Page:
Illinois coaches and athletes got the guidelines they needed late last week, allowing them to take steps towards returning to high school sports.
As of June 6, members schools of the Illinois High School Athletic Association were allowed to open their facilities for strength and conditioning sessions. That’s a first since activities were suspended in mid-March. Individual school districts are to decide what activities are allowed, and outdoor workouts are encouraged when possible.
These guidelines are only there for districts that are within a region that has migrated to Phase 3 of Gov. JB Pritzker’s reopening plan.
The IHSA formed the guidelines with their Sports MEdicine Advisory Committee (SMAC) and waited for approval from the Illinois Department of Public Health (IDHP)
“Our kids have been without sports and school for over two months, which has taken a toll on their physical and emotional health, said IHSA SMAC member Dr. Cynthia R. LaBella said. “We purposely designed this first phase to focus solely on strength and conditioning so that kids can gradually rebuild their fitness levels in small peer groups with coach guidance. This will get kids moving again with their peers in the safest way possible, which will have a huge positive impact on their physical and emotional well-being.”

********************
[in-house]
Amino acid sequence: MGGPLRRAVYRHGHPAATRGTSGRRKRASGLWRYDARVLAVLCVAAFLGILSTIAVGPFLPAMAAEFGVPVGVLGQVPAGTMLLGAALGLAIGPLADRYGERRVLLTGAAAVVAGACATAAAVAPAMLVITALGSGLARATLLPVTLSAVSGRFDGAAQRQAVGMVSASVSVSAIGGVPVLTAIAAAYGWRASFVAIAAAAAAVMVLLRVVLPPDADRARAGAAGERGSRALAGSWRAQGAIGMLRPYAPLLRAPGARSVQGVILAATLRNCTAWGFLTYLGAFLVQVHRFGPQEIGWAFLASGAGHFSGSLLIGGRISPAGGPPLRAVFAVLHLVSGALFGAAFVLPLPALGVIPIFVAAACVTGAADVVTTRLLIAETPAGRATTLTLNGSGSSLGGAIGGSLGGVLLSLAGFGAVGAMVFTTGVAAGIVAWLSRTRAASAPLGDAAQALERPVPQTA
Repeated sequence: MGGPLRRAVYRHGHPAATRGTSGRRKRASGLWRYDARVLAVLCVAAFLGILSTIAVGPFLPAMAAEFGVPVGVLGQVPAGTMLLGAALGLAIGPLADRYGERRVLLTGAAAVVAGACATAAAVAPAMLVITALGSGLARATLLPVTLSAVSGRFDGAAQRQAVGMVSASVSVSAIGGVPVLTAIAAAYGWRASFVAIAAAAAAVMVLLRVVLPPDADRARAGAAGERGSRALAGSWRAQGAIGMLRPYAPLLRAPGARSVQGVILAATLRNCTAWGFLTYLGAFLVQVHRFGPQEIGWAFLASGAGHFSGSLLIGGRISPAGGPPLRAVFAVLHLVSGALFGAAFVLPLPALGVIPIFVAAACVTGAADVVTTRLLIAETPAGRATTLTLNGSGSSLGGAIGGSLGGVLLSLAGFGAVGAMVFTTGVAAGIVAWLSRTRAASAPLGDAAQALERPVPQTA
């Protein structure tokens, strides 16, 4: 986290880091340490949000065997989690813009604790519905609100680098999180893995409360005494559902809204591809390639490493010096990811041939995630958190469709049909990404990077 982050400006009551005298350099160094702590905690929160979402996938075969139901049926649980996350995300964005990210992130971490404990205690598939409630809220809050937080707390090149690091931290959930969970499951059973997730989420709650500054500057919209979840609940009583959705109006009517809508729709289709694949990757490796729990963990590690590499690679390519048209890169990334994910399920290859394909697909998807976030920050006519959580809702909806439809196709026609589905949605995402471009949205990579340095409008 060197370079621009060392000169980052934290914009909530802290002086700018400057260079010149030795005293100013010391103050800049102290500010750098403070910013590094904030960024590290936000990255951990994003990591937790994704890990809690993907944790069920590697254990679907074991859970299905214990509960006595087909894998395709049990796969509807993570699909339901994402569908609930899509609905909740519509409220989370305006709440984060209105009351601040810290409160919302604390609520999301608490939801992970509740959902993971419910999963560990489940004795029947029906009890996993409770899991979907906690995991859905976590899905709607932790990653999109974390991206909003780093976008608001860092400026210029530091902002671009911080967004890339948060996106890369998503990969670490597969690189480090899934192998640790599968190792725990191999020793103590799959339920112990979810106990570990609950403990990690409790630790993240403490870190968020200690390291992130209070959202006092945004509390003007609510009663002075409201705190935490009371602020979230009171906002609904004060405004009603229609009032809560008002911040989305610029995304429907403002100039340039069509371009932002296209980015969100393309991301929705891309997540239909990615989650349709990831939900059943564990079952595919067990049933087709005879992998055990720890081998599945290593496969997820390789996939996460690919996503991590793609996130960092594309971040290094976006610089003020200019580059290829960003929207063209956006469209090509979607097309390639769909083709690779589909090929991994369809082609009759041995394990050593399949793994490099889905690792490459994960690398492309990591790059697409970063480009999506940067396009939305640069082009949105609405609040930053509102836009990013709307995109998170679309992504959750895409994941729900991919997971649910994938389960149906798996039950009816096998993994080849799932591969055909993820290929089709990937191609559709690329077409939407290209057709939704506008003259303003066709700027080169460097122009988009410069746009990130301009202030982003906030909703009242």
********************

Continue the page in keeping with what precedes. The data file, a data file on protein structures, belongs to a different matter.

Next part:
Students are limited to three hours of physical participation each day.
Illinois laid out certain restrictions as students return to the fields and courts. Social distancing should be maintained where possible, and mask used is encouraged when social distance cannot be maintained.
Gatherings are also must be help to the guidelines of 10 or less people, and that includes the coach and medical personnel in attendance.
Groups have to be predetermined, and once set athletes cannot switch from one group to another based upon sports.
Sport specific drills are not allowed yet, but instead the sessions must be focused on weights, running and other conditioning exercises.
Locker rooms are not allowed.
”I commend the IHSA SMAC for crafting a plan that fits within the framework provided by state leadership, and refuses to compromise safety,” said IHSA Executive Director Craig Anderson. “The IHSA Return to Play Guidelines offer some important first steps in allowing student-athletes to reacclimate both physically and mentally to athletics, but more importantly, they allow each school to assess their own individual situation and determine if and when they want to proceed.”
More guidelines will be released down the line as the IHSA and IDHP develop more Return to Play steps.